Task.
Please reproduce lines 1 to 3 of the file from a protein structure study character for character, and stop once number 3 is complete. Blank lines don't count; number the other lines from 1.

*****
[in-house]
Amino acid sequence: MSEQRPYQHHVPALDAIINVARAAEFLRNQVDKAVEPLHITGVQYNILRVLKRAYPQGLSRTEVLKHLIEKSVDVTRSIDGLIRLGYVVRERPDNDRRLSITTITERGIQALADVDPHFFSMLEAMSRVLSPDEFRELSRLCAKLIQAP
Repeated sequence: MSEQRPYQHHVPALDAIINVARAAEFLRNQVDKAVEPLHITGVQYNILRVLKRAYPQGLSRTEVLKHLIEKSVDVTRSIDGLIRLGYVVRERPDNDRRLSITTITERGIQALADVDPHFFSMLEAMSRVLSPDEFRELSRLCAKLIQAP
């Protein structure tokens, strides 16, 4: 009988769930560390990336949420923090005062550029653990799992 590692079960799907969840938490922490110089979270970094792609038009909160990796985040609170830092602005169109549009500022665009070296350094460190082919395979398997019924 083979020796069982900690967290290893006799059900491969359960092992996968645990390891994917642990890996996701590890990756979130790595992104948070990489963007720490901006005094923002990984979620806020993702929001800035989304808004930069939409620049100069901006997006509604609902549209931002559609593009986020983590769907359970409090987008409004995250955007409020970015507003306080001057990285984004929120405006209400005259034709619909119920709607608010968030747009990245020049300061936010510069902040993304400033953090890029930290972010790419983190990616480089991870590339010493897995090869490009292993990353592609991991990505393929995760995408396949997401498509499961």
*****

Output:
[in-house]
Amino acid sequence: MSEQRPYQHHVPALDAIINVARAAEFLRNQVDKAVEPLHITGVQYNILRVLKRAYPQGLSRTEVLKHLIEKSVDVTRSIDGLIRLGYVVRERPDNDRRLSITTITERGIQALADVDPHFFSMLEAMSRVLSPDEFRELSRLCAKLIQAP
Repeated sequence: MSEQRPYQHHVPALDAIINVARAAEFLRNQVDKAVEPLHITGVQYNILRVLKRAYPQGLSRTEVLKHLIEKSVDVTRSIDGLIRLGYVVRERPDNDRRLSITTITERGIQALADVDPHFFSMLEAMSRVLSPDEFRELSRLCAKLIQAP